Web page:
Real Disorders It’s Okay to Pretend to Have

Why do people with medical issues get to have all the fun? They don’t! Pretending to have the following disorders will get you all the attention and excuses without the life-long hardship, embarrassment, or medical bills. Check out these totally legitimate disorders that will have you saying, “I don’t feel sick, but I sure do feel special!”

 

Anxiety

Anxiety can cause muscular tension, restlessness, fatigue, and problems with concentration. You can also use the phrase, “I am having a panic attack” to get out of almost every situation such as work, or life. Anxiety is a particularly appropriate disorder to pretend to have if you went to art school or don’t want to support yourself financially.

 

Celiac Disease

Also known as “gluten intolerance,” celiac is an autoimmune disorder of the small intestine, which can cause anemia. It is an excellent excuse to buy food that is more expensive than other food and get extra attention from waiters as you go through every item on the menu to make sure it meets your dietary needs. You’re important and interesting!

 

 

Obsessive-compulsive Disorder

OCD is characterized by intrusive thoughts that produce uneasiness, apprehension, or fear. You can invoke OCD any time something doesn’t happen exactly the way you wanted it, such as when your intern labeled binders with the wrong font, or when your husband bought spaghetti instead of capellini. “There is a difference, capellini is thinner!” you’ll scream, followed by, “Sorry, I’m just so OCD.” The fun part is you’re not sorry!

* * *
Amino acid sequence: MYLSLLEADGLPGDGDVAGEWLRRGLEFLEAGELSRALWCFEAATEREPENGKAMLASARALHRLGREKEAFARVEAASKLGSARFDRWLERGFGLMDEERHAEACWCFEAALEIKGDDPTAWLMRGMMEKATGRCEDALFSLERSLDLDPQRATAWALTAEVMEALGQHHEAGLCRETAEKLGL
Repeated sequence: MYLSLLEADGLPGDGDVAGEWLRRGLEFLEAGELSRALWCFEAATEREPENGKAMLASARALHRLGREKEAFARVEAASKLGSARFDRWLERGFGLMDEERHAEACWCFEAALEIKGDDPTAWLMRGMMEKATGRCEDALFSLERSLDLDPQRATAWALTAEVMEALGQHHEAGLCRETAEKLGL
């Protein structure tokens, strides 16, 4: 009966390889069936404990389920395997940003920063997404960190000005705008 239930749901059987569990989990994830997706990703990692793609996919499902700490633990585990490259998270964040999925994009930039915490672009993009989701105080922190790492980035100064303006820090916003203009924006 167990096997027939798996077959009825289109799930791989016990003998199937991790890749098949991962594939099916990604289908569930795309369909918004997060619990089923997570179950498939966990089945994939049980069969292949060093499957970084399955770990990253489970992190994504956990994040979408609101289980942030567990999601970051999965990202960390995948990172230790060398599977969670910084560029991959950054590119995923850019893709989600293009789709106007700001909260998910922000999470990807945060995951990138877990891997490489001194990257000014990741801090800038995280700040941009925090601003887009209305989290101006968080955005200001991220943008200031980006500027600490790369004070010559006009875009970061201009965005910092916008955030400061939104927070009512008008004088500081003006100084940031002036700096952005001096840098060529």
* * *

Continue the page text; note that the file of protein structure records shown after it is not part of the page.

Insomnia

Insomnia is a symptom of several disorders characterized by a persistent difficulty falling asleep. Insomnia can also be used when you over-sleep for anything or look tired even though you had a full night’s sleep. “I’m sorry I’m four hours late and wearing stilettos and a mini dress to brunch. I have insomnia,” you’ll explain, and all issues of alcohol dependency will be dissolved.

 

Dyslexia

Dyslexia is characterized by a difficulty with fluent reading and accurate comprehension despite normal or above-average intelligence. Dyslexia can also be used if you hate to read because it’s boring. “I have dyslexia” is a much better explanation for why you haven’t read The Goldfinch than “Dance Moms has been really good this year.”

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